Quoted in a June 19 Kansas City Star story by business reporter Jason Gertzen, Kagan said the launch was a sign that the company had started managing its business better and positioning itself to compete. Sprint, Kagan said, had done another great job pricing their new flagship Instinct phone. The glowing review shouldnt have been much of a surprise thats what Sprint has paid him to do.
Kagans work as a telecom industry analyst was the subject of a May 2006 New York Post story headlined Paid-For Pundit Analyst Cashes in on Telecom Talk. According to the Post, stories like the June 19 Star article have appeared regularly without mentioning that Kagan isnt exactly an independent analyst. Instead, the Post reported, Kagan was being paid by several telecommunications companies to give feedback to the press. The Post went on to note that both Sprint and Verizon were clients of Kagan's and that a typical arrangement is for the company to pay $10,000 a month in exchange for his services.
The story also quoted Kagan as saying, in reference to the telecom companies he publicly evaluates, If they dont have me on retainer, I will talk about them. But my comments wont be that deep.
The Posts revelation didnt hurt Kagans standing as a go-to source for Sprint business stories in Kansas City. Since October 2006, Kagan has been quoted at least 21 times in stories on the telecommunications industry, more than half appearing in the Star under Gertzens byline. He also has been quoted in Associated Press stories, in the St. Louis Post-Dispatch and in the Kansas City Business Journal.
Kagan is generally positive in these stories, in which he is most often referred to as a wireless-industry analyst or a telecommunications-industry analyst. Commenting on Sprints firing of three senior executives in a story on January 25, he told the Star, [The moves were] painful, but they may be just be what the company needs. Asked about the announcement that Sprint would cut more jobs, Kagan said in Gertzens May 13 story, There is no surprise here. The question is: What will Sprint Nextel look like a year from now?
He was similarly upbeat in an October 5, 2007, Kansas City Business Journal story regarding the search for a new CEO following Gary Forsees departure. The things I see Sprint doing are preparing the company for the longer term, transitioning the company for growth going forward, Kagan said.
Gertzen tells The Pitch he began contacting Kagan for input because Kagan was a well-known name in the telecom industry.
Im familiar that hes widely quoted, Gertzen says. A lot of analysts will have relationships with companies they talk about. Im usually pretty careful when I chose to quote him and try to learn about potential conflicts he might have.
Gertzen admits that his caution did not extend to asking Kagan about financial ties with Sprint or questioning the company about whether it pays Kagan for his commentary. Im not sure if I asked him [Kagan] specifically for every story, no, he says. I havent asked Sprint.
Gertzen was unconcerned that Kagans opinions might be colored by his relationship with Sprint. I have to make an assessment about what hes saying and evaluate any ties that he has the companies, and if its an informed opinion about Sprint and the industry.
Business Journal editor Brian Kaberline declined to discuss his papers use of Kagan specifically. Im not going to call and interview you about how you report a particular story and how you ask a particular question. Once you get into that, its so easy to pick apart flaws on anything Why did you do that, Why did you ask that? Realistically, youre always going to try and find the best sources and try to find a range of sources. You recognize people are going to have points of view and biases. Hopefully, you get enough you can get an accurate picture.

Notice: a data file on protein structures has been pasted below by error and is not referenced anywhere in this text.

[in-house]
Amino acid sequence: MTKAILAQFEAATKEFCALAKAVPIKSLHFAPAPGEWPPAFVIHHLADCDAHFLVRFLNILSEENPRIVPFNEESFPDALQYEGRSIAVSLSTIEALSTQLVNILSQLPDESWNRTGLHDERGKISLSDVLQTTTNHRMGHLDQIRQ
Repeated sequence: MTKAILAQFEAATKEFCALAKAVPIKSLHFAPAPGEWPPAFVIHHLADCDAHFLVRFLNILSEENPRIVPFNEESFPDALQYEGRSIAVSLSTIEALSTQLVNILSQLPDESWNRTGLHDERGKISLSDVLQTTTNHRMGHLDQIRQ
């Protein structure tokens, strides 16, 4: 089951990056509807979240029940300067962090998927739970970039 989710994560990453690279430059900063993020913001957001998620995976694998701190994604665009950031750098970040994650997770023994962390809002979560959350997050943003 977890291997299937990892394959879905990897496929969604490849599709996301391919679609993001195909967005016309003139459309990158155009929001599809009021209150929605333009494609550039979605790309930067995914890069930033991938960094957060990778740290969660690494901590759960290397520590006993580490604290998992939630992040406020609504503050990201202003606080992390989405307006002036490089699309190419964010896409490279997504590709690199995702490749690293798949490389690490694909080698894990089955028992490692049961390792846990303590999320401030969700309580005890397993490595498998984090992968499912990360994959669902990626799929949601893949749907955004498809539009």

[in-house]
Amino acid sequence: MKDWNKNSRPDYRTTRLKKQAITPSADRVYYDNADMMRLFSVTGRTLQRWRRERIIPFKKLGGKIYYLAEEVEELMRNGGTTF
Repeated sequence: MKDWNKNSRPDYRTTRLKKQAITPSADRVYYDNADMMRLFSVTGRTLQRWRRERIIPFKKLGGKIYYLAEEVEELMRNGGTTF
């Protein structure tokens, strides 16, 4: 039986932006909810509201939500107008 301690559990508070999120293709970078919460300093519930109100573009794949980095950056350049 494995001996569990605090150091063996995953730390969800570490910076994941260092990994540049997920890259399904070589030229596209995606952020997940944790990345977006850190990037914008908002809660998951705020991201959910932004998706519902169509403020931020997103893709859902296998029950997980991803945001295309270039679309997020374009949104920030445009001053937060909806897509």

Speaking from his Atlanta office, Kagan now tells The Pitch that the Post story was inaccurate not because the Posts facts about his fees were wrong but because he was mentally unable to answer questions.
I was called for that story right after I had a stroke, Kagan says. That was a weird time for me, and I dont remember what the piece talked about, exactly. I didnt tell him [the reporter] at the time that I had had a stroke because I didnt want the whole world to know it, but apparently when he was asking me questions, I didnt answer him well enough.
Kagan says he never pursued a correction or a retraction.
He declines to discuss his financial relationship with Sprint, but regarding telecommunication businesses in general, he says, I work with everybody and have meetings with everybody. If reporters call and want a comment, you answer them. It helps with your profile.
Joe Mandacina, Sprints director of analyst relations and executive communications, also refuses to discuss whether Kagan has been on the companys payroll. Over the years, we have had him consult for a variety of different projects, Mandacina tells The Pitch. We engaged a lot of different firms and analysts over the years. But Im not going to answer that question specifically.
Mandacina says reporters have never asked his opinion of Kagan as an analyst or questioned him on any financial ties between Kagan and Sprint.
But Kagan is apparently happy with the direction Sprint is headed. Asked if he can recall any poor decisions the company has made in the past few years, he is unable to do so even though the company lost a reported 1.1 million subscribers and $505 million in the first three months of 2008, is cutting thousands of employees and closing stores. No. Nothing comes to mind, Kagan tells The Pitch.
Look, I dont see anything wrong with being quoted as an independent consultant, he says. Why not? How else do you make money? I wouldnt do it if I thought it was wrong, and I wouldnt do it if I was the only one doing it. I dont need trouble.
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